Online shopping has acutely transformed the retail landscape. Many companies within the e-commerce domain — motivated by growing consumer expectations for efficiency and convenience — prioritize profitability over sustainability. Considering the environmental and human impacts of many online goods, a product’s price tag doesn’t always reflect its true cost.
Fortunately, the availability of sustainable options is rapidly growing, empowering many consumers to choose products and companies that align with their values, all from the comfort of their homes.
In this interview published on B the Change, Deana Becker, Director of Stakeholder Operations at Preserve, and Danielle Jezienicki, Director of Sustainability at Grove Collaborative, share tips for shopping your values online.
“The incredible volume of online shopping also means there is a huge opportunity for people to inform themselves and vote with their dollars for the kind of businesses we want in this world,” says Becker.
But how can people tell which companies are green and which ones are just green-washed? With a bit of Internet research, shoppers can educate themselves by looking out for a few hallmarks of ethical business.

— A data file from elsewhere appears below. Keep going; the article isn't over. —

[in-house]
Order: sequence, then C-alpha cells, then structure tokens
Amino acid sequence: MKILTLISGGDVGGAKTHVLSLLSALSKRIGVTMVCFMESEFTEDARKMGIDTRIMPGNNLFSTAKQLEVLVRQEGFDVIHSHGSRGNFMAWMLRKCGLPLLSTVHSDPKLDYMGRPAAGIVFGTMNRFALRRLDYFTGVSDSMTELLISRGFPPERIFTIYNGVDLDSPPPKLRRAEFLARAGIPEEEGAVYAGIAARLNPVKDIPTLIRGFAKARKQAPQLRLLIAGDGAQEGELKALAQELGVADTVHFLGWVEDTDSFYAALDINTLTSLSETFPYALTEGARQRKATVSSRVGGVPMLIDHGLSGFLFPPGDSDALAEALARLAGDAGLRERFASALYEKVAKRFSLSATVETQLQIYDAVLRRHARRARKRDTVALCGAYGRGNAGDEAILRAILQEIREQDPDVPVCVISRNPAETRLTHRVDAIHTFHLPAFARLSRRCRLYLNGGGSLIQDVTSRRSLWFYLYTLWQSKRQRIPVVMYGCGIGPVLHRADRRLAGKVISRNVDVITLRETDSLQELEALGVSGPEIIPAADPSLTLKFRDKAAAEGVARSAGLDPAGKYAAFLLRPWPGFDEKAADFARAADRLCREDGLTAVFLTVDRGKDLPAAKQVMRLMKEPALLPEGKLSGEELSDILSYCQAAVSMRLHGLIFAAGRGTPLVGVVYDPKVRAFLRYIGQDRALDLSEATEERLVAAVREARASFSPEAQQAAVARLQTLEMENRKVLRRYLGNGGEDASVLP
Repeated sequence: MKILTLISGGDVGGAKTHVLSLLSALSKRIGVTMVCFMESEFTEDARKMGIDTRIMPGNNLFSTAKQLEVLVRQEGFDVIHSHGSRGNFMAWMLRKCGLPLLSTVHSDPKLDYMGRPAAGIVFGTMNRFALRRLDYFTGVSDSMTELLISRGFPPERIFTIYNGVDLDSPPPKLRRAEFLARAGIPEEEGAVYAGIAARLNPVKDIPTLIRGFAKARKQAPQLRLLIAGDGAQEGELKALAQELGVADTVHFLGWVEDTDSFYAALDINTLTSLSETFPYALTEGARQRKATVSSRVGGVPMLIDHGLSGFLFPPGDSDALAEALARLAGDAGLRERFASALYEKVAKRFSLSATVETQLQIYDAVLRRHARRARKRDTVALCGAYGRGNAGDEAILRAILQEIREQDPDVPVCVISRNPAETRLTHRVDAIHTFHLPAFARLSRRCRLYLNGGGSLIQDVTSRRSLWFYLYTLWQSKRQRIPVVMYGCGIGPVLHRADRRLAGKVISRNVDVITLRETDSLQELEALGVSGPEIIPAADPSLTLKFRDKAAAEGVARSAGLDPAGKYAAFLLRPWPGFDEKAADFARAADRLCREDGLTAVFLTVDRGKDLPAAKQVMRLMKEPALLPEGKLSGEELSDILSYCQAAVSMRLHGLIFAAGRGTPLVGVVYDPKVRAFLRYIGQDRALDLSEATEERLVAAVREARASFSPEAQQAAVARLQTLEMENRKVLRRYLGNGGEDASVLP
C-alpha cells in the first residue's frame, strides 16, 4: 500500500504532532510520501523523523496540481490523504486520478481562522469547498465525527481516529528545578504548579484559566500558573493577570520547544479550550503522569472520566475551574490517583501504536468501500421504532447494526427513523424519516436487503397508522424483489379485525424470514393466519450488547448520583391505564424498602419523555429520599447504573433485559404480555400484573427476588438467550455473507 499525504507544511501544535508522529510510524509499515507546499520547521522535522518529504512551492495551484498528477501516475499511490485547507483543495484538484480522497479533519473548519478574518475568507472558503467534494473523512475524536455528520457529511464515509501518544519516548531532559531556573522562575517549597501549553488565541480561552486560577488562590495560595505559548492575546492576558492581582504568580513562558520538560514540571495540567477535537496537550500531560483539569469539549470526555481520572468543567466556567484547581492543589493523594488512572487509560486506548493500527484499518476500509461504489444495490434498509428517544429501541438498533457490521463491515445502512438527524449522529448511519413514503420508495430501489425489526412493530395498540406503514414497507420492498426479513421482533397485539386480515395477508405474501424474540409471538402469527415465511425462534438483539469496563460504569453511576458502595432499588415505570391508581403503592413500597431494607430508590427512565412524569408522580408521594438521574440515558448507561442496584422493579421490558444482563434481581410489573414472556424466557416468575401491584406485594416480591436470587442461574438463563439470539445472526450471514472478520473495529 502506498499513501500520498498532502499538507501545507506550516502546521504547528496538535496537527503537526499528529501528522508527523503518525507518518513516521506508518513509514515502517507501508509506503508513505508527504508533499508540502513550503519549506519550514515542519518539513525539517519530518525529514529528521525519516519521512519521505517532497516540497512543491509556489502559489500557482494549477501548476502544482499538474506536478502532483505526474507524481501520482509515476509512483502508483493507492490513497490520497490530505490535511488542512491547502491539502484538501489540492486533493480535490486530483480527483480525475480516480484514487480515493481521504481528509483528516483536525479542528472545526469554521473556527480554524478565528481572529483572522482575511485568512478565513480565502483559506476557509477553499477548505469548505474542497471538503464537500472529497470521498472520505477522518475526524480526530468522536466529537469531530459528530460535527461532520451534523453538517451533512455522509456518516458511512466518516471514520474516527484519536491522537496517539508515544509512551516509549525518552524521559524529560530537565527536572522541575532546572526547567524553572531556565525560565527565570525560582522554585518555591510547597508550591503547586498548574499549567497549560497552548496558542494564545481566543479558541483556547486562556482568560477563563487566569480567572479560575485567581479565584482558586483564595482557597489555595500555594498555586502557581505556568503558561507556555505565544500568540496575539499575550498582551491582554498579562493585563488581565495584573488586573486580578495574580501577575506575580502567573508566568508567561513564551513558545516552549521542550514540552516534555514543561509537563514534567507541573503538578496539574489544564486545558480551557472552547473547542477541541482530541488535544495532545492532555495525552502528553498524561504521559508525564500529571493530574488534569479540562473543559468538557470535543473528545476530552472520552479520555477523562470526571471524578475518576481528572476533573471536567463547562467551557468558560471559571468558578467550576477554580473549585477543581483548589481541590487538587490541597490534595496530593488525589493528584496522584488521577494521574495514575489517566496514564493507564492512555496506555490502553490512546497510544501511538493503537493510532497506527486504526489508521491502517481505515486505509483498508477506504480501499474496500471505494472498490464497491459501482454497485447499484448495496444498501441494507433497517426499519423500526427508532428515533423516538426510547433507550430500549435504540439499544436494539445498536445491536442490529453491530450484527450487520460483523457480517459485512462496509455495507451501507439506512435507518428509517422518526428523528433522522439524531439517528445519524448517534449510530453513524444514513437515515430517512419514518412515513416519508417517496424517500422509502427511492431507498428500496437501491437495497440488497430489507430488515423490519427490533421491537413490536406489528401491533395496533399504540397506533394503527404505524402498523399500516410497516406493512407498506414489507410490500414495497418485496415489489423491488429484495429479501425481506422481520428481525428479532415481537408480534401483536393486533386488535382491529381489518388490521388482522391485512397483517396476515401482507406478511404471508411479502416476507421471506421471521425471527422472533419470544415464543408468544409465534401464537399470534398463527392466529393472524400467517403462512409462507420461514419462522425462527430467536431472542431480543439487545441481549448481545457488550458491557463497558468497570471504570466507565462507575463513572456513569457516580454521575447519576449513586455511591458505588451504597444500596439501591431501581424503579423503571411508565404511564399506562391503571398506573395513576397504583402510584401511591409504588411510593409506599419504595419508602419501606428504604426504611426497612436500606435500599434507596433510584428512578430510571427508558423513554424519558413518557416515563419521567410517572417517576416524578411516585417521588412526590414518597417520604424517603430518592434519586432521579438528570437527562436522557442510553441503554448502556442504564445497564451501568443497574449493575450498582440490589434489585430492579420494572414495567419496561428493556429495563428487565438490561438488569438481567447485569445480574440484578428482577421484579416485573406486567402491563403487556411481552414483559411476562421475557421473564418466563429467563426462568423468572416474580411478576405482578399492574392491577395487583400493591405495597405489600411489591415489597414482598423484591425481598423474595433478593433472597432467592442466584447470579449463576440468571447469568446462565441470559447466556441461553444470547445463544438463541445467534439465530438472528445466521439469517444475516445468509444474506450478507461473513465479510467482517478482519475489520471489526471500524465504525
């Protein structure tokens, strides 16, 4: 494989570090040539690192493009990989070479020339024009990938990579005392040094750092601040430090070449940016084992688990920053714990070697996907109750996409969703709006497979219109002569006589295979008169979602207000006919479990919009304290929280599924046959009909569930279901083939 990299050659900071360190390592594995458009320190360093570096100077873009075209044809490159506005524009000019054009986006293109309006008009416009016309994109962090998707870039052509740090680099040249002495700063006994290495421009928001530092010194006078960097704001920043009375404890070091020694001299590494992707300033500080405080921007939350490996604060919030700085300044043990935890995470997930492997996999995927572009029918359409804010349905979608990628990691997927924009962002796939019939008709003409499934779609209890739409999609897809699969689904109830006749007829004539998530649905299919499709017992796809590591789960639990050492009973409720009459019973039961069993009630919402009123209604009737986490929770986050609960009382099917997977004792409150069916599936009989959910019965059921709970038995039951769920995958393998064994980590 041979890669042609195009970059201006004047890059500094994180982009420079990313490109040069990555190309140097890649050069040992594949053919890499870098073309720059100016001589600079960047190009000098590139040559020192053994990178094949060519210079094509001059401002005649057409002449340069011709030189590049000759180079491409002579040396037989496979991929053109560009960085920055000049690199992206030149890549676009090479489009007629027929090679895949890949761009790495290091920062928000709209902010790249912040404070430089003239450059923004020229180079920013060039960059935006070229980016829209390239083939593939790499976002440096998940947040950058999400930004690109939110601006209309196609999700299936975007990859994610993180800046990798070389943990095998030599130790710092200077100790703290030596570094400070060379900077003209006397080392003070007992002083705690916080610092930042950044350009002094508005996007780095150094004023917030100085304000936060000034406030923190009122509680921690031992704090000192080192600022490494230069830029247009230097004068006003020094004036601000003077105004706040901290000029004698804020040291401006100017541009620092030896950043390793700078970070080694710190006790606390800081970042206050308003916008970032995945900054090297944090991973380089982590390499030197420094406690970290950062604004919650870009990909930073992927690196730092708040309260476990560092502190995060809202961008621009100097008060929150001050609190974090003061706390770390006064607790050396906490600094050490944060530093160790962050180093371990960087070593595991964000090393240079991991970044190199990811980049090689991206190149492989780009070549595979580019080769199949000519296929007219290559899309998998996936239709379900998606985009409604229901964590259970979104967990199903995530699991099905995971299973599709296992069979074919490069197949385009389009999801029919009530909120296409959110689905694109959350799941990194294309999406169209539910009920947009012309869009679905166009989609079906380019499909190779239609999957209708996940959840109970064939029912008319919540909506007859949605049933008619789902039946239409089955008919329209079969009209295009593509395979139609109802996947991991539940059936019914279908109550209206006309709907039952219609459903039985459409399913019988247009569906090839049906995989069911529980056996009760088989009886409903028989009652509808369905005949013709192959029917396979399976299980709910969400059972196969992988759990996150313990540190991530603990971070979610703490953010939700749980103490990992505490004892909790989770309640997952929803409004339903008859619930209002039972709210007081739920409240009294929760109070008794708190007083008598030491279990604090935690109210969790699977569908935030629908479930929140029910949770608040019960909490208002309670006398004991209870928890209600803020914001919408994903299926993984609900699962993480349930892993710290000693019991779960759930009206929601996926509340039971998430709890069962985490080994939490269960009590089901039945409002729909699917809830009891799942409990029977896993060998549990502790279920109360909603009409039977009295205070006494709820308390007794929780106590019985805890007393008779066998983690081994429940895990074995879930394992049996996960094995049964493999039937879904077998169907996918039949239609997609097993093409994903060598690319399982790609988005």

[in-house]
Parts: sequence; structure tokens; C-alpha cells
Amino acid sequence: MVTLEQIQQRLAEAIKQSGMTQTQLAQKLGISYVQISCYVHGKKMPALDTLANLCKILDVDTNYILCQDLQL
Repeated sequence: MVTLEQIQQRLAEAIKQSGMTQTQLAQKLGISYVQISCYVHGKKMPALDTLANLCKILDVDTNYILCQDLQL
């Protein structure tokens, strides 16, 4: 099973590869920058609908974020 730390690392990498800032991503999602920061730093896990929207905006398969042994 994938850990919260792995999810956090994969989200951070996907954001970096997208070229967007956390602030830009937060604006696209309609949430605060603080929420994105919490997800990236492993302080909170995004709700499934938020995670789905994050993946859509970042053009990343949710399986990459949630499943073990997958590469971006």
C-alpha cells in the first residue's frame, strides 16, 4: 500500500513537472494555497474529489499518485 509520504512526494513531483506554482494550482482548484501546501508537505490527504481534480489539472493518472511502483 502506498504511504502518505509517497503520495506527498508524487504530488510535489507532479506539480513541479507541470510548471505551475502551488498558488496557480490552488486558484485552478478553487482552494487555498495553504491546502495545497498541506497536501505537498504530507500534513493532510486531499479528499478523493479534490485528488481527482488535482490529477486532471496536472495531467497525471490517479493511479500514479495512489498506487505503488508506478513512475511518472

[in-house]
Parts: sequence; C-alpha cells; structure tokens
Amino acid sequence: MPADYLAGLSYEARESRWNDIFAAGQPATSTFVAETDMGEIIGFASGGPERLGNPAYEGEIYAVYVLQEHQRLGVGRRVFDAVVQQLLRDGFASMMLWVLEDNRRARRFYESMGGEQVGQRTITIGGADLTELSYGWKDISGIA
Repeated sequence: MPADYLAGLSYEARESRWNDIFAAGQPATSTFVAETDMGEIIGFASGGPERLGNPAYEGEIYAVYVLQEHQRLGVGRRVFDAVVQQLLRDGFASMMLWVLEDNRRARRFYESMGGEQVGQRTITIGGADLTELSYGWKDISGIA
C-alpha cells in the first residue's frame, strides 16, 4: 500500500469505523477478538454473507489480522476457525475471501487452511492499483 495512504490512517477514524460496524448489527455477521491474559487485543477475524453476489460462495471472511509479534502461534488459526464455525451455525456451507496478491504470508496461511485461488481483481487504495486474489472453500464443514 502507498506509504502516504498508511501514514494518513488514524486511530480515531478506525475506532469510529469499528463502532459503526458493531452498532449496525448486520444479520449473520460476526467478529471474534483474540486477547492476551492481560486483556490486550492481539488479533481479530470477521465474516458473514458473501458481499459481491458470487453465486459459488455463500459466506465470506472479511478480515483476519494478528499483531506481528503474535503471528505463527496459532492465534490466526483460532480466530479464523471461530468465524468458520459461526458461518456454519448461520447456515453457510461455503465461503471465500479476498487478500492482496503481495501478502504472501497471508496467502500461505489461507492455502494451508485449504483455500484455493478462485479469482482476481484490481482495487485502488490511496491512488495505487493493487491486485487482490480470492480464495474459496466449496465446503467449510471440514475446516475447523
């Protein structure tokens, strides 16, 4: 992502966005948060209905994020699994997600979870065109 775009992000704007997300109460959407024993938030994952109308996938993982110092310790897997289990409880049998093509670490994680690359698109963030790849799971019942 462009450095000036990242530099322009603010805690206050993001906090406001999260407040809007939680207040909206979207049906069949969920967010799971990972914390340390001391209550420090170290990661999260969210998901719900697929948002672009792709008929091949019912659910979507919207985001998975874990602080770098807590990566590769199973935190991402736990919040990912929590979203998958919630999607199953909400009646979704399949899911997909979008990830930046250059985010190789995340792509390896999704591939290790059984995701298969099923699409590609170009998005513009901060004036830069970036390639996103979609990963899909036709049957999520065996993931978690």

“Reliable third-party certifications are invaluable,” says Becker. “B Corp status is a great shortcut for understanding if a company walks the talk around being a business committed to doing good.”
As B Corps, Grove and Preserve have not only responded to the demand for responsibly made goods and sustainable business practices; it’s part of their company DNA. Both retailers offer eco-friendly products at the intersection of convenience, quality and consciousness, without having to sacrifice one for the others. Shoppers don’t have to, either.
“Plenty of online retailers are committed to sustainability and curating collections focused on making a positive impact that don’t come at a premium and, in many cases, can even be more affordable,” says Jezienicki. “Internet research makes it easy to search for whatever you are shopping for coupled with an adjective that captures a priority — whether ‘sustainable,’ ‘recycled,’ ‘upcycled,’ ‘Fair Trade’ or otherwise.”
To learn more, read the interview with Preserve and Grove Collaborative.